Rachel Friedman was one of those people who always did what was expected of her - that is, until the summer before her senior year of college, when she found herself in Ireland on a whim. This one spark of rebellion opened her up to other possibilities in life and gave her insight into a different Rachel Friedman - one who lived for adventure, travel, and encounters with new people. The Good Girl's Guide to Getting Lost is as much a memoir of self-discovery as it is an account of her travels.
A music school dropout, Friedman is following a careful plan for her life: study hard, graduate from college, and get a job. But she finds herself disillusioned and apprehensive about her future. In a drastic act of avoidance, she buys a plane ticket to Dublin. The plane’s descent into Dublin’s airport is where this book begins.
Friedman soon discovers that Dublin isn’t a good fit for her, but Galway is better. It is there that she finds a job and a home among two men – Spanish and Basque, respectively - and a young Australian woman named Carly.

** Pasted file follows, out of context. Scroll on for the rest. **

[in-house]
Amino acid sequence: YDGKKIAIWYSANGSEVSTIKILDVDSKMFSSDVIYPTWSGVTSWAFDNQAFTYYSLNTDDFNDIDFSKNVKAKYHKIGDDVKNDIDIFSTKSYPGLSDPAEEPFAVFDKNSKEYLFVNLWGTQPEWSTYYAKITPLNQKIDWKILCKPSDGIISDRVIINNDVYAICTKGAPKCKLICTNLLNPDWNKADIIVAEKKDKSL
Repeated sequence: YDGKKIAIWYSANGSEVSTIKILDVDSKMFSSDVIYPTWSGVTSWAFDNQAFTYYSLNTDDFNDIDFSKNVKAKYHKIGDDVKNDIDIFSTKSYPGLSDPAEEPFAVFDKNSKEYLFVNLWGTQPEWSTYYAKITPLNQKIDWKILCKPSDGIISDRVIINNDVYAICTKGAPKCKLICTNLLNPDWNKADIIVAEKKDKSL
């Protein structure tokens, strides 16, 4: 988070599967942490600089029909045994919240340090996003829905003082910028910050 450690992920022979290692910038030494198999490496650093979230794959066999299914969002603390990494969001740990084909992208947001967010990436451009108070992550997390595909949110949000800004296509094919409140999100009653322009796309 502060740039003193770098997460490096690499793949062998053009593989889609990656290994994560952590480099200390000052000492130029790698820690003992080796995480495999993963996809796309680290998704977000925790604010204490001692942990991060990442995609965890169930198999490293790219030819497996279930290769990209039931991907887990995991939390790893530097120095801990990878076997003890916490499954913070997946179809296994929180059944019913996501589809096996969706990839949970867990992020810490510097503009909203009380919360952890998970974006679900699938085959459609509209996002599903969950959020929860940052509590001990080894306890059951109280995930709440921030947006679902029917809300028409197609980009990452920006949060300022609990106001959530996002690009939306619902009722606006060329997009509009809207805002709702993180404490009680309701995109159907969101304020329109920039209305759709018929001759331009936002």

Friedman is trying to figure out her life, and she’s surprised by Carly’s laid-back personality and passion for adventure. It is a revelation to her that Australians place a huge importance on travel, something Americans don’t really do. In Galway, with Carly’s help, Friedman begins to nurture her wanderlust.
Once Friedman returns home, she finds that she no longer fits her old life. Before long, she sets off to live with Carly and her family in Australia for a time, taking solo trips to the Outback, among other places. When her Australian trip ends, she already has plans to meet up with Carly in South America.
Just as Friedman’s narrative describes the people, sights, sounds and smells of each location she visits, it also delves into the events in her life that led her to this new lifestyle and new sense of self. Her prose is so evocative – yet simultaneously witty and charming – that you feel as if you’re accompanying her on her journey.
Well-traveled Americans may recognize (and empathize with) Friedman’s struggle to deal with foreigners’ perceptions of America in a post-9/11 world. It’s also easy to sympathize with the inevitable mishaps that occur on her travels, but those mishaps never taint Friedman’s perceptions of the country she is visiting.
Even if you’re an armchair traveler, you’ll be delighted to have Friedman as your tour guide. The Good Girl's Guide to Getting Lost is a good book to get lost in, and Friedman’s experience demonstrates just how leaving your comfort zone can be an empowering, life-changing act.